Throughout the week we post dozens of original stories, connecting the dots across the travel industry, and every weekend we sum it all up. This weekend roundup examines tourism trends.

For all of our weekend roundups, go here.

>>The Caribbean is rolling out its first regional marketing campaign in more than a decade, just in time for the next hurricane season that starts in June and while many destinations are still recovering. It’s a cycle that’s probably going to get a lot more normal for the region: Caribbean’s New Marketing Campaign Is Launching Ahead of 2018 Hurricane Season

>>It’s not that most travelers don’t want to pitch in and do their part to save the planet. Travelers learn by example and more companies are understanding that it’s not so easy to train employees, who are also consumers, on how to lead the way: Travel Industry Is Still Searching for Ways to Make Eco-Friendly Habits Stick

>>Calling all teachers, professors, and educators of hospitality, travel, and tourism. Skift wants you to contribute to our Global Forum in New York — that’s why we’re offering discounted rates! Discounted Educator Rates Announced for Skift Global Forum NYC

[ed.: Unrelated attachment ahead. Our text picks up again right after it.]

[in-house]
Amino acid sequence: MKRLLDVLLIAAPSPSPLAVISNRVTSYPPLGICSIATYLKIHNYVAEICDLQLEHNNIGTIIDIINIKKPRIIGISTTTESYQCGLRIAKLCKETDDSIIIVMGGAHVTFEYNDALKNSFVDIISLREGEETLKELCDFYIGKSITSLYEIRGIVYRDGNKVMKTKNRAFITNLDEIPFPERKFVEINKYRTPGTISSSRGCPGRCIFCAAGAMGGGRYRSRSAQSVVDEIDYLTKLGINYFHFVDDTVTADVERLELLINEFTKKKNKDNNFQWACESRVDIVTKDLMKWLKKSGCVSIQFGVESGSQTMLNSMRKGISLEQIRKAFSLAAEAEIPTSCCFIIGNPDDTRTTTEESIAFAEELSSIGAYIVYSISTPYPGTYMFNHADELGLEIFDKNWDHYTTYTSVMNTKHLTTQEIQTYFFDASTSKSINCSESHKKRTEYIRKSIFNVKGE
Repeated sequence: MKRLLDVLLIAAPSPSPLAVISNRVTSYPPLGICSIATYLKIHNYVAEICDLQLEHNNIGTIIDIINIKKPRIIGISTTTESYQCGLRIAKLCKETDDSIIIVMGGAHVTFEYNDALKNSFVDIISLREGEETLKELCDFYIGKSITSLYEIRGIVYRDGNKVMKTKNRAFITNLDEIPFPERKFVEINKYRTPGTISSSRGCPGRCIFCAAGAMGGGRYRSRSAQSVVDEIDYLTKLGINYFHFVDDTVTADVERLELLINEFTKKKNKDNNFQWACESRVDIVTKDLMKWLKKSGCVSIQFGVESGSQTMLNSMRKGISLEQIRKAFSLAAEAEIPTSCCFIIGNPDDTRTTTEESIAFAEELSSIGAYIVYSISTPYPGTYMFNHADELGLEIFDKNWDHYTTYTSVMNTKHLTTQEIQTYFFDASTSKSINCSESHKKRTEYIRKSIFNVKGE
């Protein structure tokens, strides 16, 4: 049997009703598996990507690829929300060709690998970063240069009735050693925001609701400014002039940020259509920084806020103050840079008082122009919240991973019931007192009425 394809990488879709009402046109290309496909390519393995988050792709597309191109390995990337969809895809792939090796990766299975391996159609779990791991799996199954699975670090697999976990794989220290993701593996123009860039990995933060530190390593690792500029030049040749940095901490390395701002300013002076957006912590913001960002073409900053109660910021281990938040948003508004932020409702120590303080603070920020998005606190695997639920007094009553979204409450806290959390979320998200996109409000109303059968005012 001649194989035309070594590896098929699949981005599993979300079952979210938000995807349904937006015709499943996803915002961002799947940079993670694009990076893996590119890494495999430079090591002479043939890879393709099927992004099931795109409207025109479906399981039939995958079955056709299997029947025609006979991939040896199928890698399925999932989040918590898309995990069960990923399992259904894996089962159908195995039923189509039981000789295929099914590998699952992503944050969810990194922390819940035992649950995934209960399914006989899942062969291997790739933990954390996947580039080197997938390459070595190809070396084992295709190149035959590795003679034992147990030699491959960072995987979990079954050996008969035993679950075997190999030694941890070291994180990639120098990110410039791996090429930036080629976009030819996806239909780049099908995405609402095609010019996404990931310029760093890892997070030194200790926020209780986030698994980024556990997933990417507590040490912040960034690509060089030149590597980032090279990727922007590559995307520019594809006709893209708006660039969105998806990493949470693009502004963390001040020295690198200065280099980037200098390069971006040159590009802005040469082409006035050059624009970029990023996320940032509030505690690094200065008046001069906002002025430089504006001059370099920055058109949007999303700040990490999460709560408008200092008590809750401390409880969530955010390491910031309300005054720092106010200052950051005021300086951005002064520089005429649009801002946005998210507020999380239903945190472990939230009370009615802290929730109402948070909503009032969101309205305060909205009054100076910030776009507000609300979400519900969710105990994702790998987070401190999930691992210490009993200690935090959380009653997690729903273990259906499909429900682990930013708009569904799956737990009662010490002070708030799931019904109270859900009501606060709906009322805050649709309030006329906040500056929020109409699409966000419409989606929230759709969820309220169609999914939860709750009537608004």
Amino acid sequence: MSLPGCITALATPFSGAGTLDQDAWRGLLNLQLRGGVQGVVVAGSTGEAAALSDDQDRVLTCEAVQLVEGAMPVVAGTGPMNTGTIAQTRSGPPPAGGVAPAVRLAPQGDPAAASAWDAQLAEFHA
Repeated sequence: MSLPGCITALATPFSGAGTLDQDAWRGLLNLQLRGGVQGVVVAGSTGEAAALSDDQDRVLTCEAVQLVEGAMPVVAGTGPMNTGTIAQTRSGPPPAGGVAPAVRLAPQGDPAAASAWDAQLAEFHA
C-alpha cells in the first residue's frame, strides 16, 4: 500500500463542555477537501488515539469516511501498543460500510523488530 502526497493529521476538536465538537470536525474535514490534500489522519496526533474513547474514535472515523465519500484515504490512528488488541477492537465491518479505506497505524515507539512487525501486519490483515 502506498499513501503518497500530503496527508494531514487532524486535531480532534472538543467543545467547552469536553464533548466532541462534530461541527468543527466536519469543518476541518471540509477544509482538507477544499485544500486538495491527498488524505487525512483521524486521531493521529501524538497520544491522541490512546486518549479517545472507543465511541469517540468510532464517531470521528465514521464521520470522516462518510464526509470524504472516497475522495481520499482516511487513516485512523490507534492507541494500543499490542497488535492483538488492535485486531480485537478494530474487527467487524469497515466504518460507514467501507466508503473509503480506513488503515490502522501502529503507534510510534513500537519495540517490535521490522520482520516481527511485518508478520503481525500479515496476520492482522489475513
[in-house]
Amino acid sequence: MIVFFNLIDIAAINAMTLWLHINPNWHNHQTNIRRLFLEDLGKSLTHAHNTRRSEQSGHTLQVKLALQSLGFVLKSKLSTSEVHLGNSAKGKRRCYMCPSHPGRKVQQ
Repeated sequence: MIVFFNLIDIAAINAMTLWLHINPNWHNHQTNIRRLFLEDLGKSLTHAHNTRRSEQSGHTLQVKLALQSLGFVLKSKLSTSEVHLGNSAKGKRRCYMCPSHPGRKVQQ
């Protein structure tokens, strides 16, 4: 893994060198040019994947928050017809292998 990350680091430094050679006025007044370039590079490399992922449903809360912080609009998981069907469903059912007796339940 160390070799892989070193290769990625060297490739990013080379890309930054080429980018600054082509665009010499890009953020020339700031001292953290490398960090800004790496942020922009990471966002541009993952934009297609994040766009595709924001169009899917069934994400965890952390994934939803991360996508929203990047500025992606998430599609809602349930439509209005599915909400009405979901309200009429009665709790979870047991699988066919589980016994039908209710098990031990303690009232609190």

>>What happens in Vegas, stays in Vegas — except now sports betting, as other states look to swoop in and take their share of the multibillion market. But guess what? Vegas will survive: Supreme Court Decision on Sports Betting Will Hurt Vegas, Right? You’ll Be Surprised

>>The more information we get on the habits of travelers who combine business and leisure, the more obvious it becomes that the notion of the siloed, well-behaving business traveler is completely outdated: Tech Workers Combine Business and Leisure Travel Most Often

>>Thomas Cook is desperate to shake off the impression that it’s old fashioned and the 176-year-old travel company is trying different ways to make itself relevant to young travelers. Not every one will work but at least it is trying: Thomas Cook’s Personalization Ploy Is Paying Off

>>Tourism Australia’s Super Bowl 2018 advertising campaign has been hailed as a marketing triumph. Now, it’s closely watching the booking to make sure it did the right thing by putting all its eggs in one basket: Tourism Australia Bets Big on Old Movie Franchise and Croc Dundee Delivers

>Orlando remains a battleground for the world’s largest theme park operators, but attendance is growing around the world — and the biggest companies are trying to win audiences all over: Disney and Universal See Big Gains in Orlando After Major Expansions

Photo Credit: The Caribbean, including Barbados (pictured) is launching a new tourism campaign, its first post-hurricanes. Skift